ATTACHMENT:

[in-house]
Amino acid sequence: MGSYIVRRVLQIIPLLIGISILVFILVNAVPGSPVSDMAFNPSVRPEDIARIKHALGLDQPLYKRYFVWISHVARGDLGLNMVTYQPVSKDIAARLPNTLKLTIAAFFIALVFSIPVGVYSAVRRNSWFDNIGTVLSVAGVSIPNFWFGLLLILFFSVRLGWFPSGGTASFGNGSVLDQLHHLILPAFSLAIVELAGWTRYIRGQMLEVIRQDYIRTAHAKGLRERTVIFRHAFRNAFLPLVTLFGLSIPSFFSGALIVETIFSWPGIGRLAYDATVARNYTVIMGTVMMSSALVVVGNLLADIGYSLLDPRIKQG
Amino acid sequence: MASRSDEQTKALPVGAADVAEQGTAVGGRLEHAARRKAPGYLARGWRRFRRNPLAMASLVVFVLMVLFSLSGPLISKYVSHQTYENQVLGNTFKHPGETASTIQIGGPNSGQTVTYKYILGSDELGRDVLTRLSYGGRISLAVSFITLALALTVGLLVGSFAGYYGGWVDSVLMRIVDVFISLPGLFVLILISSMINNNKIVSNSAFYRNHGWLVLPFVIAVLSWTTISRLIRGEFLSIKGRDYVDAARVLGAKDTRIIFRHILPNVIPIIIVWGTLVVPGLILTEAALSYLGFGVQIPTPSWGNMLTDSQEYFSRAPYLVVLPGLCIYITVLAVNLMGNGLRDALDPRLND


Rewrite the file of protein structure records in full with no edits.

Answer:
[in-house]
Amino acid sequence: MGSYIVRRVLQIIPLLIGISILVFILVNAVPGSPVSDMAFNPSVRPEDIARIKHALGLDQPLYKRYFVWISHVARGDLGLNMVTYQPVSKDIAARLPNTLKLTIAAFFIALVFSIPVGVYSAVRRNSWFDNIGTVLSVAGVSIPNFWFGLLLILFFSVRLGWFPSGGTASFGNGSVLDQLHHLILPAFSLAIVELAGWTRYIRGQMLEVIRQDYIRTAHAKGLRERTVIFRHAFRNAFLPLVTLFGLSIPSFFSGALIVETIFSWPGIGRLAYDATVARNYTVIMGTVMMSSALVVVGNLLADIGYSLLDPRIKQG
Amino acid sequence: MASRSDEQTKALPVGAADVAEQGTAVGGRLEHAARRKAPGYLARGWRRFRRNPLAMASLVVFVLMVLFSLSGPLISKYVSHQTYENQVLGNTFKHPGETASTIQIGGPNSGQTVTYKYILGSDELGRDVLTRLSYGGRISLAVSFITLALALTVGLLVGSFAGYYGGWVDSVLMRIVDVFISLPGLFVLILISSMINNNKIVSNSAFYRNHGWLVLPFVIAVLSWTTISRLIRGEFLSIKGRDYVDAARVLGAKDTRIIFRHILPNVIPIIIVWGTLVVPGLILTEAALSYLGFGVQIPTPSWGNMLTDSQEYFSRAPYLVVLPGLCIYITVLAVNLMGNGLRDALDPRLND